Fig. 1 diagrammatically illustrates a syste embodying the invention;
Fig. 2 illustrates a modification of the invention as applied to a typical pH electrode; and
Fig. 3 is a fragmentary sectional view of a still further modification of the invention.
Referring to the drawing, the invention in one form has been shown applied to a pH-responsive electrode assembly or half-cell Ill. Except for the external conductive shields II and I2, the electrode assembly In is of conventional design. Briefly, it consists of a glass membrane. I3 attached to a tubular glass support or stem M which is itself carried by a metallic cap l5 through which there extends an inner conductor It provided with conventional insulation and an outer conductive shield II. The supporting tube or elongated stem I4 is filled with a bufler solution of selected hydrogen ion concentration, for example, a solution of potassium chloride and acid potassium phthalate prepared to have a desired pH value. Extending into the bufier solution is a reference electrode I8 which may be of the type disclosed in Fig. 2 of Godshalk Patent 2,387,727.
Cooperating with the glass or measuring electrode I0 is a reference electrode 20 of conventional construction, such as shown in Fig. 1 of the aforesaid Godshalk patent. Briefly, it consists of a reference electrode 2| of the same character as the electrode 3. The electrode 2| is immersed in a salt-bridge which includes a tubular support 22 in which there is provided a microscopically small hole 23 constructed in accordance with my Patent 2,345,498 of March 28, 1944. The voltage produced by the cell comprising the half-cells l0 and 20 may be measured in any suitable manner, an illustrative arrangement being shown and comprising a vacuum tube or thermionic amplifier 25 provided with a suitable a slidewire contact 32 with respect to the resistor II. A suitable scale 34 may be calibrated in terms oi pH values, or in other units, as may be desired.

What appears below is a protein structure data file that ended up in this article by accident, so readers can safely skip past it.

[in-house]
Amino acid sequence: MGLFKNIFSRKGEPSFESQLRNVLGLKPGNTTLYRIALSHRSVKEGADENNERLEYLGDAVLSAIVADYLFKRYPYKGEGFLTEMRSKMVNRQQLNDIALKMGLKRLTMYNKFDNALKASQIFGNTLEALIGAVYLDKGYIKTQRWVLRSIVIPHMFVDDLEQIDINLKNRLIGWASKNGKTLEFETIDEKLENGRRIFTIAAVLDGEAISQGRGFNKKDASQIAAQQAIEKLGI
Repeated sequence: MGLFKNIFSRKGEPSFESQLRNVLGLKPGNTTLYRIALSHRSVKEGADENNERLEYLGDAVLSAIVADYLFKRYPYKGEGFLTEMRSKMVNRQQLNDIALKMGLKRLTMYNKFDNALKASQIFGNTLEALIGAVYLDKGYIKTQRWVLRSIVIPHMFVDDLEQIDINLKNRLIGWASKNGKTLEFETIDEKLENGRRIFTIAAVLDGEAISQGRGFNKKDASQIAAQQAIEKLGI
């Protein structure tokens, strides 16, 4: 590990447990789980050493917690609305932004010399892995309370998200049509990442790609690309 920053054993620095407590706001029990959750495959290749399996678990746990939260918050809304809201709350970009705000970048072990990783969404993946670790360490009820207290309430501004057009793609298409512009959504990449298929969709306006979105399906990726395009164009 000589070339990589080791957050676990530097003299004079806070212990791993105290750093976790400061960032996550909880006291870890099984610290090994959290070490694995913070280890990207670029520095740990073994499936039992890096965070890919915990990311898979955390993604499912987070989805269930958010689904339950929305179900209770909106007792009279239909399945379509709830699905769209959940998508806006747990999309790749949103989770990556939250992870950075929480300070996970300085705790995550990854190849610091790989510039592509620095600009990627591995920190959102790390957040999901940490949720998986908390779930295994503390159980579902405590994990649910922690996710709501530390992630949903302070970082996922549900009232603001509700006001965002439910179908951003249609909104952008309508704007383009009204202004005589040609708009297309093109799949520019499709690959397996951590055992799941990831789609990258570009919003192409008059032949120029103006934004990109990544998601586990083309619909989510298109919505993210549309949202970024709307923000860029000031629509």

In operation, the switch 29 is operated alternately to connect the grid of tube 28 through its coupling capacitor 30 to the halt-cell I or to the potentiometer II. If the potential developed by the cell Illdiners from that derived from the potentiometer ll, a resultant flow of current in the output circuit including the resistor 28 will produce in the circuit including a capacitor 35 and a sensitive galvanometer 38, a momentary deflection thereof in a direction dependent upon the direction 01' change oi the voltage on the grid of the amplifier 25. The movable contact 32 is then moved in direction to decrease the deflection of the galvanometer 30. The operations are continued until there is no deflection on the galva-.
nometer 36, at which time the -reading on the scale 34 will be a measure of the pH value 01' the solution 31 in which the lower ends of the halfcells or electrode assemblies ill-20 areimmersed.
In the absence of the present invention, the presence of any electrostatic field emanating from whatever source, and terminating on unshielded 4 held exists in the region of the conductive shield H, the same protection is ailorded. It the electrostatic fleld terminates on the metal cap it, it is apparent that it can have no eflect since the cap forms an extension of the shield H which is electrically connected to the metallic housing of the amplifier indicated by the broken line 84 and which, it will be observed, is electrically connected by conductor 39 to the cathode of the tube 25. If desired, the solution may be grounded or the metallic enclosure 30, which is always provided, may be grounded as indicated by the conventional symbol, shown in broken lines.